“While Leia is absolutely a politician, that's far from the only role she plays in the ongoing saga—and since this story was meant to set up her founding the Resistance, we needed to see the other sides of her character,” Gray said. “So in the very earliest stages, pre-outline, I wrote editor Shelly Shapiro that my first goal was to get a blaster in Leia's hands as soon as possible. It felt good to get her back into action!”
Gray succeeds in showing readers that Leia is a well-rounded character beyond her role in the Senate. We know Leia is so much more, but we are able to see that clearly in these pages. Leia is a princess and an adventurer, a Rebel and a wife, a senator and a mother, a daughter and a Huttslayer. That last title is a rather new one for Leia compared to the others. The term is first used in the book when Leia meets Nikto cartel leader Rinnrivin Di. Di reveals that one of his prized possessions is a holocube showing Leia killing Jabba the Hutt and tells her that among the Niktos, who hate the Hutts, she is revered as the warrior Huttslayer. Gray didn’t invent this term for the book, though. You might remember it being used by fans during the discussion regarding “slave Leia” merchandise last year and the debate about whether or not Disney should discontinue that merchandise. Gray said including the term in the book 100 percent came from that debate.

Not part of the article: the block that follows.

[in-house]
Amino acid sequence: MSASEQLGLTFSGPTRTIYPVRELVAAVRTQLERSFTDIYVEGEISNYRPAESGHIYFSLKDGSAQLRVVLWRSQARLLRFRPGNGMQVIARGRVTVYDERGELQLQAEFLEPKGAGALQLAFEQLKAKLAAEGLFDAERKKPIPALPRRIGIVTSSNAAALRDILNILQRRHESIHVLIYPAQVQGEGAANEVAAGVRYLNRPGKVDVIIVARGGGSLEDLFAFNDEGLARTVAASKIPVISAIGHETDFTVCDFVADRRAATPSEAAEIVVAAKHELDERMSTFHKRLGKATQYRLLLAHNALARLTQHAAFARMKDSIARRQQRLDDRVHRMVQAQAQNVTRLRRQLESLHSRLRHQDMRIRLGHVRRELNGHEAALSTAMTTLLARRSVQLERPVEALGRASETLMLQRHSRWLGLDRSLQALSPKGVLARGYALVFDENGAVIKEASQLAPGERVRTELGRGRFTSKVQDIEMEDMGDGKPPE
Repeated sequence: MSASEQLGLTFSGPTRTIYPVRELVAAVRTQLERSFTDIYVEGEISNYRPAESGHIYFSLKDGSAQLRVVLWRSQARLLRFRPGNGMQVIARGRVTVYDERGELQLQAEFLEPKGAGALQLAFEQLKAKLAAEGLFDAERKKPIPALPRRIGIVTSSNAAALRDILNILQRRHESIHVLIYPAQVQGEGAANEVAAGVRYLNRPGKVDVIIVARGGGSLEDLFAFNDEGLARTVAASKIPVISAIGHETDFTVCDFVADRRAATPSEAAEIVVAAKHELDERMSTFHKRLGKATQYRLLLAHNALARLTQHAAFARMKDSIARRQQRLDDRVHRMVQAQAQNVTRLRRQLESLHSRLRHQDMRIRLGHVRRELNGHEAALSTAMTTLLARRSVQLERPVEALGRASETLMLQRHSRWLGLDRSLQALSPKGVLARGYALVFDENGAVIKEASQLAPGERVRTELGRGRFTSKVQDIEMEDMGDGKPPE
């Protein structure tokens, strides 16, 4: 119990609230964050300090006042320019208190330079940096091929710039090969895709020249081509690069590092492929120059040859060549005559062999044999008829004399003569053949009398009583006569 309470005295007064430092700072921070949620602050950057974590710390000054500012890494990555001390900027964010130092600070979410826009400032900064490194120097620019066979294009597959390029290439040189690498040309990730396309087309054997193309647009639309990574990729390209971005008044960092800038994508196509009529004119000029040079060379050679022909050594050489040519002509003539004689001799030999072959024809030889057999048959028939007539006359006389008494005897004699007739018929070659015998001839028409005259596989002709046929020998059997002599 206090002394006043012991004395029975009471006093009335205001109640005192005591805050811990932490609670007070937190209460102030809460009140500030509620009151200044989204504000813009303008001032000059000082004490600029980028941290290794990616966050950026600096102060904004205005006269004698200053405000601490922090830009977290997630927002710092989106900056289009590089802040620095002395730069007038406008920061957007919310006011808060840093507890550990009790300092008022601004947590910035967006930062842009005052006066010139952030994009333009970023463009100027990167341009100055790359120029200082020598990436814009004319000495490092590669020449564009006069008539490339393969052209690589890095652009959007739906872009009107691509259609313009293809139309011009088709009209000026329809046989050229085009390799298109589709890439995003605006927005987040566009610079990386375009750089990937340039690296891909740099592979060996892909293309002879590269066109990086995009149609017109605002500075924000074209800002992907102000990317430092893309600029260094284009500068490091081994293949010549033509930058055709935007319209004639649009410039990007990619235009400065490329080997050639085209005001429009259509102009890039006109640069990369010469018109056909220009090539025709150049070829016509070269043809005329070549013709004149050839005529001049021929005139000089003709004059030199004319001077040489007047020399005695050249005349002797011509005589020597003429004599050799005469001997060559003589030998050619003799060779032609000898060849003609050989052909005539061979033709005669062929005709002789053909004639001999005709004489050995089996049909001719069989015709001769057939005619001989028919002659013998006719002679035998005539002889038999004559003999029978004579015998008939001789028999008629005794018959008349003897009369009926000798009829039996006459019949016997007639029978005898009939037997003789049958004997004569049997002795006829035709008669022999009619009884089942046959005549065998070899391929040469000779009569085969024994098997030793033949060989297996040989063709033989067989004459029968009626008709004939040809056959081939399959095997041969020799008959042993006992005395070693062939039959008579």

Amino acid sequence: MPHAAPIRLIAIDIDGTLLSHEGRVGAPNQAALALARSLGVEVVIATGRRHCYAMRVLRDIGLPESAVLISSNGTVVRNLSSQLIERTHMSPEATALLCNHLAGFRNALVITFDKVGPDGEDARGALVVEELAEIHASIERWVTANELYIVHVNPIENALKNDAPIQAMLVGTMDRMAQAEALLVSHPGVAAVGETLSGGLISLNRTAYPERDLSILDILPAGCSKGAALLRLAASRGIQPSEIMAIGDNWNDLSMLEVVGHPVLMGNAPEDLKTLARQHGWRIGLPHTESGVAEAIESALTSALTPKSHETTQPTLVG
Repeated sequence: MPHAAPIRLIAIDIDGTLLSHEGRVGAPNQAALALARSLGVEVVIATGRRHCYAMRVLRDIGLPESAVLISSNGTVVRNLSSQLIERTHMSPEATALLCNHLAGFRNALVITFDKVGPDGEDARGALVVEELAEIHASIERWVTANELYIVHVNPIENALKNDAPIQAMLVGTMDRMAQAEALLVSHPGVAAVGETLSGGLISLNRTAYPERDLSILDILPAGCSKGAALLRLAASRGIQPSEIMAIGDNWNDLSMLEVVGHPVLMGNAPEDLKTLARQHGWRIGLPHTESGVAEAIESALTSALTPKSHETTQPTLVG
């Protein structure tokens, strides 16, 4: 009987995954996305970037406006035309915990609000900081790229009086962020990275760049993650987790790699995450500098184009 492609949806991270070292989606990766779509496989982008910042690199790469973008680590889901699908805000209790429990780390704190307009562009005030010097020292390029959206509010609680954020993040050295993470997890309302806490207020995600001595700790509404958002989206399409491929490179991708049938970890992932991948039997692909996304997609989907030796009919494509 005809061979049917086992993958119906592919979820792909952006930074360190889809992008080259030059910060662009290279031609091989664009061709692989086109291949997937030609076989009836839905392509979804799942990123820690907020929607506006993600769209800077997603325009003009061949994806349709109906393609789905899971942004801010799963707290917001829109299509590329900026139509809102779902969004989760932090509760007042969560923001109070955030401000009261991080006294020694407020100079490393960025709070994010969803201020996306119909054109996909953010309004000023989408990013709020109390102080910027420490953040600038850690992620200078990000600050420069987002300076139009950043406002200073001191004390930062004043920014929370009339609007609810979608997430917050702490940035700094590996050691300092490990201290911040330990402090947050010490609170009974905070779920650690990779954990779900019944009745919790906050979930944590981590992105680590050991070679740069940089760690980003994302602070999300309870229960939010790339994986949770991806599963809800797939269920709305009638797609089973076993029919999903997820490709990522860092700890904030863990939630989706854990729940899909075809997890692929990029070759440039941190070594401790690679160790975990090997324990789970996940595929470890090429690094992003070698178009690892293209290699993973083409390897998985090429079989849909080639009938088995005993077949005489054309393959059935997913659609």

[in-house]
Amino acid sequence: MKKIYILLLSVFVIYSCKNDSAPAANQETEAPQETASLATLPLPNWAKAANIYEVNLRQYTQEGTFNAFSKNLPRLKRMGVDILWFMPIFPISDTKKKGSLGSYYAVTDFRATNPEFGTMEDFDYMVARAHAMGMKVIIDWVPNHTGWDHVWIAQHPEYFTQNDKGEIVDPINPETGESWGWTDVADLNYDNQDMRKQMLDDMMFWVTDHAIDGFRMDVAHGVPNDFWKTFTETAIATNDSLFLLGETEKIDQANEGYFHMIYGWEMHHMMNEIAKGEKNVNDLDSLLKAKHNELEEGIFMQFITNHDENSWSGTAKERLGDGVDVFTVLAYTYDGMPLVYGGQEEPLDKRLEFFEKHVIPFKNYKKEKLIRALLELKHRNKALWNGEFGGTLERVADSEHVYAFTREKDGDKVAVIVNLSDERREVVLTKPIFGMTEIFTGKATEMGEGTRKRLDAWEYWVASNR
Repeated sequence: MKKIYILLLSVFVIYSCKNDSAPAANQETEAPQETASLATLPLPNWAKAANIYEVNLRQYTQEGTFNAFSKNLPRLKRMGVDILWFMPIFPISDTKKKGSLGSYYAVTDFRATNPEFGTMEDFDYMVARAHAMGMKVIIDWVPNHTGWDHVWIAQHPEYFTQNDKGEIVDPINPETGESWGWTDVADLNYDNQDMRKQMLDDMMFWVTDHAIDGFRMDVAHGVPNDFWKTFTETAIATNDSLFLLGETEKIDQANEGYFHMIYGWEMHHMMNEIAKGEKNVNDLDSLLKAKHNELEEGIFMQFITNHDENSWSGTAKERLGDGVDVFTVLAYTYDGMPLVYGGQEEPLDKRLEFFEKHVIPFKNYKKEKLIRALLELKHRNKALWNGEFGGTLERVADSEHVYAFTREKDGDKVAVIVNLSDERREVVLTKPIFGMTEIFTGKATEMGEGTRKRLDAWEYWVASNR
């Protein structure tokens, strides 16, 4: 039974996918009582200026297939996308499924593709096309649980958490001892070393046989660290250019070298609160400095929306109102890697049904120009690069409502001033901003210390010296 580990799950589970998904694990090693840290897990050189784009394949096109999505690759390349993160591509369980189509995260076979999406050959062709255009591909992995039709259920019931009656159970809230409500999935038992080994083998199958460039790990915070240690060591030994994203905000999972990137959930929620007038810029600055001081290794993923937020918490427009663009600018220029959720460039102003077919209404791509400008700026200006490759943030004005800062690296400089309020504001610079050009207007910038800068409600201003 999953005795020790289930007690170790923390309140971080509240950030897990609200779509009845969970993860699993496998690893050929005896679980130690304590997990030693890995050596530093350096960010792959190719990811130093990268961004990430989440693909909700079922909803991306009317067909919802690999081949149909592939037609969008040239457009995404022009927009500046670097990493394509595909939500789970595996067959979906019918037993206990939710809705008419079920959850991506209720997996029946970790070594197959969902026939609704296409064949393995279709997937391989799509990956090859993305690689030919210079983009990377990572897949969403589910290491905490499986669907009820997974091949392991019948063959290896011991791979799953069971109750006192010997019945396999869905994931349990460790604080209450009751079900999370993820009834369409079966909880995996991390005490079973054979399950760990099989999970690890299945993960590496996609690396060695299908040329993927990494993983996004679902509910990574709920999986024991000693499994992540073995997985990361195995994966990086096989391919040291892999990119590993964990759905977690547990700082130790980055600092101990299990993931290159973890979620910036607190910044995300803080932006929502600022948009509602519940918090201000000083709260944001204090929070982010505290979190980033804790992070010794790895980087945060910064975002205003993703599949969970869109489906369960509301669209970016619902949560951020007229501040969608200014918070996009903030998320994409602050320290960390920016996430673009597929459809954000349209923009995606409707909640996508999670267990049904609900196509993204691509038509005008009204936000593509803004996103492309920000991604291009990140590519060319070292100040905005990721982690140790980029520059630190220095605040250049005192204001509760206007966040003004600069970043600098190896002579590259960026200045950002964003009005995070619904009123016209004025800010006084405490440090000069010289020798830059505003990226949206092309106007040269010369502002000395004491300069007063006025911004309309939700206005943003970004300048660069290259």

“While surfing Tumblr (under my fan name, not my pro-pseudonym), I saw the posts about calling Leia Huttslayer instead of ‘slave Leia.’ This was exactly when I was outlining the section where this part of Leia's history winds up intersecting with the plot of Bloodline,” Gray said. “So when I saw the post going, ‘From now on, she should be called Huttslayer!’ I reblogged it and wrote something like, ‘NOW IT IS LAW.’ Nobody knew that it was me, though. Besides the feminist arguments behind ‘Huttslayer,’ which I agree with, I think the term makes so much sense in-universe. Killing a Hutt with your bare hands? Not easy. Any human who managed to do that would be remembered for it, particularly when the Hutt in question was as powerful and as hated as Jabba.”